The Rural Youth Project, in partnership with RSABI and Support in Mind Scotland, is hosting a mental health webinar on 29 April at 5:30pm, to give people the tools they need to support themselves and family and friends during quarantine.
Mental health support for young people in rural communities is a reoccurring topic at Rural Youth Project events and with current circumstances compounding feelings of isolation and loneliness, the Rural Youth Project want to ensure young people have the support they need.
Alana Black, Project and Communications Officer for the Rural Youth Project, stressed the importance of knowing how to spot the signs in friends, family and yourself.
“I think people forget that you don’t have to be an expert to reach out to someone you think is struggling. All you need to be is a great friend and a good listener and we hope this webinar will help signpost young people on where to go for advice and give them the confidence to take the first step and reach out.
“Mental health, and the issues surrounding access to support, is a common topic explored at Rural Youth Project events. With the help of RSABI and Support in Mind Scotland, we hope to highlight the tools and services available to young people in rural areas, as well as how to stop the signs of friends and family who may be struggling during this time,” said Alana.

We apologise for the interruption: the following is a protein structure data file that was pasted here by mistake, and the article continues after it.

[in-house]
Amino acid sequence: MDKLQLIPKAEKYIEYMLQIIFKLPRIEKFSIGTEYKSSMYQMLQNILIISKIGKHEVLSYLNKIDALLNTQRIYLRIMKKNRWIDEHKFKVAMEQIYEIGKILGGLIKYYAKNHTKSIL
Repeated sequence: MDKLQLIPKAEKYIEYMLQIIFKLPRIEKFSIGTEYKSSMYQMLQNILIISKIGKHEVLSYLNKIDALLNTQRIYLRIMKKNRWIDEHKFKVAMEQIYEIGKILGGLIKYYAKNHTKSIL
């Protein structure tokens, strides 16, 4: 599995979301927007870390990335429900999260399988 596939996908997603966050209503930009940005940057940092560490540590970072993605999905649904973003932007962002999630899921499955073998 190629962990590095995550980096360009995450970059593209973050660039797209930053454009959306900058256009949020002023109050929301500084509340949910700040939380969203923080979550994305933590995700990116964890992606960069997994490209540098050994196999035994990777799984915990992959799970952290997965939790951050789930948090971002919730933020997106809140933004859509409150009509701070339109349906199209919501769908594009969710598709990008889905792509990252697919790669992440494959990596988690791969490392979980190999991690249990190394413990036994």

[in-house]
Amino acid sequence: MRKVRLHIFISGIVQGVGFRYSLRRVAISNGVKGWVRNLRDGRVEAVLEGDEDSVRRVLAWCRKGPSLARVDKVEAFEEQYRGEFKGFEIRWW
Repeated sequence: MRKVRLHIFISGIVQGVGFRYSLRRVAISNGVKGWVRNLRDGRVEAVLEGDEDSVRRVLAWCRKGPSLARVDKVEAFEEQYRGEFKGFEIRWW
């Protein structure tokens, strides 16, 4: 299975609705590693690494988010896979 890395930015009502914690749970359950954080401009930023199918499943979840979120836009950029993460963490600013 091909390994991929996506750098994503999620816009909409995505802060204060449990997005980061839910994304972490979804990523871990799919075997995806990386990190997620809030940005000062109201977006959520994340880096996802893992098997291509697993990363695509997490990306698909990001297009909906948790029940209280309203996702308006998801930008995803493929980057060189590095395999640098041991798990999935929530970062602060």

Delivering part of the webinar on behalf of RSABI, Mags Granger, said that it is particularly important that people take the time to call each other, particularly checking in on elderly or vulnerable family members, friends and neighbours.
“One small act of kindness, such as picking up the phone, can make a big difference to someone struggling with isolation and anxiety. Communication is critical and we’re pleased to join the Rural Youth Project in hosting this mental health webinar to ensure that people are supported and well informed about who to contact during isolation,” said Mags.
The Rural Youth Project is an international grassroots movement for positive change to empower young people (18 to 28 years of age) to develop their leadership, enterprise & activism skills, to play an integral part in making rural places attractive and viable for young people to build their lives and their futures there. Although a significant proportion of the project is delivered through face-to-face event-based activities, the project is utilising online conferencing software to continue to upskill young people with a series of six webinars, with topics to include leadership, enterprise and community building, to be rolled out across April and May.
People can register their interest to attend the webinar here.